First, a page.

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Farmers See Smaller Share Of Bigger Grocery Bill

If a Winnipeg family wants to know how Canadian farmers’ wares are faring in the marketplace, they won’t find the answer on their grocery bill, a new study released by Keystone Agricultural Producers suggests.

Shopping trips for the same basket of foods on May 10, 2008 and June 2, 2009 find the grocery bill for a Winnipeg family up 3.2 per cent from one year to the next, while the farmers’ share dropped 1.7 per cent, according to KAP’s 2009 “Farmers’ Share” study.

“In the end, the consumer was paying $6.01 more for groceries, the farmer received 86 cents less, and the middleman received $6.87 more,” KAP said Sept. 2.

The food choices in the study, conducted by Winnipeg consultant Alma Kennedy, were based on a week’s worth of meals following Canada’s Food Guide for two adults, a teenager and a child, with 89 per cent of the foods listed as being produced in Canada.

The total food bill, KAP reported, was $194.23 on the June 2009 shopping trip, compared to $188.22 in May 2008. Depending on the food group, the percentage going to the farmer ranged from five per cent for grain products to 53 per cent for milk and alternatives, for an average share of 27 per cent at the farm gate.

Given that farmers’ costs of production have risen, on average, to about 86 per cent of their total return, that means a grain grower is working for just 14 per cent of five per cent, meaning 0.7 per cent of a basket of grain products goes to the farmer’s net profit.

“That’s not sustainable (and) hasn’t been for some time,” KAP president Ian Wishart, a farmer from Portage la Prairie, said during the group’s presentation.

The study noted the farmer’s share often varied with the number of steps in the chain between the farm and the grocery store.

To get a larger share to the farmer, consumers would want to look for less-processed foods, said Kennedy, a former University of Manitoba professor. As well, she advised consumers to look for locally produced foods, for which transportation makes up less of the retail price.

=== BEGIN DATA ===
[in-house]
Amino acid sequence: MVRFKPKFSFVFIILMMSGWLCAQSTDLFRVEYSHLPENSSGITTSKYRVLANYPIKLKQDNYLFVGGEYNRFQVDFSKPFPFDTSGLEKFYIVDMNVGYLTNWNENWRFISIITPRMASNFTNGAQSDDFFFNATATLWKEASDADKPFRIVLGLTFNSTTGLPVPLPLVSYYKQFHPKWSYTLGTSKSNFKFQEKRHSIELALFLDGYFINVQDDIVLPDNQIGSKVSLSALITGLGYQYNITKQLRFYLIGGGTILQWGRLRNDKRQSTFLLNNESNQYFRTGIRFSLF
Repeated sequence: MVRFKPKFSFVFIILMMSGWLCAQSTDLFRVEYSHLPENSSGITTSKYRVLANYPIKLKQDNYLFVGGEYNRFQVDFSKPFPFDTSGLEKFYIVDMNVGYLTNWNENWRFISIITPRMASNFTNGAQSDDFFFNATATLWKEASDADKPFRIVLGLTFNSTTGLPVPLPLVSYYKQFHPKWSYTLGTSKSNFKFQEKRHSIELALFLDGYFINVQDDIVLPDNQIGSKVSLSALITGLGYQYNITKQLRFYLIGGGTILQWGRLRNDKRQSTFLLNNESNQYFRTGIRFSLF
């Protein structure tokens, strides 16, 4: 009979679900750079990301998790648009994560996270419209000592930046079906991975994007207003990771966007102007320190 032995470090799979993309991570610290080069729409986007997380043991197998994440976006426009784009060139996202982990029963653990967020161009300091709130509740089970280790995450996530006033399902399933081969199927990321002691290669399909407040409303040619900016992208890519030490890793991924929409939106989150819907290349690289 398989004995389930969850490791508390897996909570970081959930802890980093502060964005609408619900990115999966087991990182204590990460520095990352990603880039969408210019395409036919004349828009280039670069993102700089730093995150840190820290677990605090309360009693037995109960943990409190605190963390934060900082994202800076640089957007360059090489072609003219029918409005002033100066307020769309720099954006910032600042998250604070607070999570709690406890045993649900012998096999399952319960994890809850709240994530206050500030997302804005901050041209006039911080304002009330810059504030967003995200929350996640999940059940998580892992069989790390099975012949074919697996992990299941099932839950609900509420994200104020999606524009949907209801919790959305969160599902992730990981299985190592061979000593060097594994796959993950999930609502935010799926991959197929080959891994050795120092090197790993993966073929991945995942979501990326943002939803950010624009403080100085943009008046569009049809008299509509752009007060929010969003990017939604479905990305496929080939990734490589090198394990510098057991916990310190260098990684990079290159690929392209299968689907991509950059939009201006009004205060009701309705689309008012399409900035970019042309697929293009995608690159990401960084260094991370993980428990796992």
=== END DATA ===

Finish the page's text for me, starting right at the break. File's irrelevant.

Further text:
“Less-processed foods such as vegetables often showed a greater return to the farmer,” KAP noted. “In the case of bread or other grain products, the actual return to the farm gate is extremely small.”

And grain prices are also down, according to Canadian Wheat Board data.

The current pool return outlook (PRO) for No. 1 CWRS wheat at 12.5 per cent protein is $6.42 per bushel, down 20 per cent from the July 2008-09 PRO of about $8, down 36 per cent from the recent high of $9.99 (2007-08) and down from the historic high in 1973-74 of $4.58 – about $20 per bushel in constant dollars.

For malting barley, the 2009-10 PRO of $4.88 is down 29 per cent from the 2008-09 record high of $6.84 in nominal dollars, the CWB noted.

In either case, CWB spokesperson Maureen Fitzhenry said, “there’s no way that the supply-and-demand fundamentals would reflect (that size of a) year-over-year drop.”

The study also noted a rise in the cost of meat at the grocery store. For example, 600 grams of sirloin tip beef cost $9.15 in the 2009 basket, up from $4.61 in 2008, while the farmer’s share remained flat at $2.05, thus dropping from 44 to 20 per cent.

The KAP study’s results point to other issues as well, such as the length of distance between two “at-risk” groups, namely farmers and consumers, said David Northcott, executive co-ordinator of food bank Winnipeg Harvest.

Speaking at KAP’s news conference, Northcott noted a jump of about five per cent in the number of people using the food bank over the past seven to eight months. [email protected]

About the author

Editor, Daily News

Dave Bedard

Writer and editor. A Saskatchewan transplant in Winnipeg.



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